Understanding Rheumatoid Arthritis -- the Basics

What Is Rheumatoid Arthritis?

Rheumatoid arthritis (RA) is an autoimmune disorder. That means the immune system attacks one or more areas of the body.

The condition is known for inflammation and pain, especially in the hands, the joints of fingers, and in the wrists, knees, ankles, elbows, shoulders, and feet.

RA can damage other parts of the body, too, including the lungs, eyes, and nerves. It can also lead to fatigue and sleep problems. Symptoms can develop over weeks or months, and they tend to be most severe when you wake up. Many people with rheumatoid arthritis are stiff in the morning and after sitting for a long time.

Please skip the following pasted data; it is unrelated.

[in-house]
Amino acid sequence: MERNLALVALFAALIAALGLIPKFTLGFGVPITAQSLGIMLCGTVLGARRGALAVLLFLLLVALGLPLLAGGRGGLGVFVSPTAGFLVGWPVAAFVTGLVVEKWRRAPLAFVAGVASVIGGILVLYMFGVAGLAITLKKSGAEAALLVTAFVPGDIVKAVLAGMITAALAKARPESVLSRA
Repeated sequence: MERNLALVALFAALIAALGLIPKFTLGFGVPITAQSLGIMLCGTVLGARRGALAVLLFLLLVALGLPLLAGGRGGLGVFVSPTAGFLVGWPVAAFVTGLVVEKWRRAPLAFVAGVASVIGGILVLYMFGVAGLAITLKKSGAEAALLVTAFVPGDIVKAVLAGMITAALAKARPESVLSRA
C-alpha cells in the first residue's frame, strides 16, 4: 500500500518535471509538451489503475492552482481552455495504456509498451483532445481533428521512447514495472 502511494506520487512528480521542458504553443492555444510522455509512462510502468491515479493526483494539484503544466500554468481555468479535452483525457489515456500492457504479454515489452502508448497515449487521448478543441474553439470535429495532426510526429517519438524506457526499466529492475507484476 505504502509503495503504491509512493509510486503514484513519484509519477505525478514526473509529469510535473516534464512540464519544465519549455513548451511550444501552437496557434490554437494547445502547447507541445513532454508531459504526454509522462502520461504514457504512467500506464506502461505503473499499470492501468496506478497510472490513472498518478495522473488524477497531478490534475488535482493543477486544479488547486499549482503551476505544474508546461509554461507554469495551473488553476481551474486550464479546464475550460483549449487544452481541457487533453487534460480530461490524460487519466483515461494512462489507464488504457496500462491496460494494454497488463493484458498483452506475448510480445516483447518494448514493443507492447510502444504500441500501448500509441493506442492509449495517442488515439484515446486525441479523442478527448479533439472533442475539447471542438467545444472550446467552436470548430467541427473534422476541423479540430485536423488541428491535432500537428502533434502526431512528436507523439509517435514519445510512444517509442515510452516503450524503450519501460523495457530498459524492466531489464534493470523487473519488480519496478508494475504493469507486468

Although there’s no cure, treatments can stop the damage and ease symptoms in most people.


Doctors don’t know exactly what causes RA. Some people have a genetic trait that makes them more likely to get the condition.

RA affects 1.3 million Americans. It usually begins between ages 20 and 50. It’s three times more common among women than men, but scientists don’t know why that is.

WebMD Medical Reference Reviewed by David Zelman, MD on February 05, 2017


The Mayo Clinic.
The Arthritis Foundation.
National Library of Medicine.
Food and Drug Administration

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